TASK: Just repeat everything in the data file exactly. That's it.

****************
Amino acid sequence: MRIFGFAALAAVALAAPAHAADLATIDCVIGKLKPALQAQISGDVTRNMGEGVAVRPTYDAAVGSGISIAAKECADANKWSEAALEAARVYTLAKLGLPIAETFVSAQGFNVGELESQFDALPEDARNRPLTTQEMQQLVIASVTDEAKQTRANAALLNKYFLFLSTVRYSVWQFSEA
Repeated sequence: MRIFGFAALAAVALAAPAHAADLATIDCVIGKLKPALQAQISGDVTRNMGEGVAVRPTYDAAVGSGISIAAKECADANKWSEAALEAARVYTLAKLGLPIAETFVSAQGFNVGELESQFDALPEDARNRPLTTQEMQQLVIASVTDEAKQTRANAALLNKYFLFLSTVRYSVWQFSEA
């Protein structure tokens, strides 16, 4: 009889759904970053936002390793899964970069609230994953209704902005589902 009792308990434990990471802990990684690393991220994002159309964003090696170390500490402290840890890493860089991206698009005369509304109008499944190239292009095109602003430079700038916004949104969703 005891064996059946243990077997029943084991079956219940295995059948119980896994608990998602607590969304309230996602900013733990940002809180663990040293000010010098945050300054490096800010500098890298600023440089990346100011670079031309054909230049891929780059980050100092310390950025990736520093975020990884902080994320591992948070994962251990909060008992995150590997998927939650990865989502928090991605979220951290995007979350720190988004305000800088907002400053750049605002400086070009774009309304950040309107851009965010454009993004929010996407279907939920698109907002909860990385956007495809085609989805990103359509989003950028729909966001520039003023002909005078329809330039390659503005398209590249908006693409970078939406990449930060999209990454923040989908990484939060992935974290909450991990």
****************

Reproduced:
Amino acid sequence: MRIFGFAALAAVALAAPAHAADLATIDCVIGKLKPALQAQISGDVTRNMGEGVAVRPTYDAAVGSGISIAAKECADANKWSEAALEAARVYTLAKLGLPIAETFVSAQGFNVGELESQFDALPEDARNRPLTTQEMQQLVIASVTDEAKQTRANAALLNKYFLFLSTVRYSVWQFSEA
Repeated sequence: MRIFGFAALAAVALAAPAHAADLATIDCVIGKLKPALQAQISGDVTRNMGEGVAVRPTYDAAVGSGISIAAKECADANKWSEAALEAARVYTLAKLGLPIAETFVSAQGFNVGELESQFDALPEDARNRPLTTQEMQQLVIASVTDEAKQTRANAALLNKYFLFLSTVRYSVWQFSEA
């Protein structure tokens, strides 16, 4: 009889759904970053936002390793899964970069609230994953209704902005589902 009792308990434990990471802990990684690393991220994002159309964003090696170390500490402290840890890493860089991206698009005369509304109008499944190239292009095109602003430079700038916004949104969703 005891064996059946243990077997029943084991079956219940295995059948119980896994608990998602607590969304309230996602900013733990940002809180663990040293000010010098945050300054490096800010500098890298600023440089990346100011670079031309054909230049891929780059980050100092310390950025990736520093975020990884902080994320591992948070994962251990909060008992995150590997998927939650990865989502928090991605979220951290995007979350720190988004305000800088907002400053750049605002400086070009774009309304950040309107851009965010454009993004929010996407279907939920698109907002909860990385956007495809085609989805990103359509989003950028729909966001520039003023002909005078329809330039390659503005398209590249908006693409970078939406990449930060999209990454923040989908990484939060992935974290909450991990």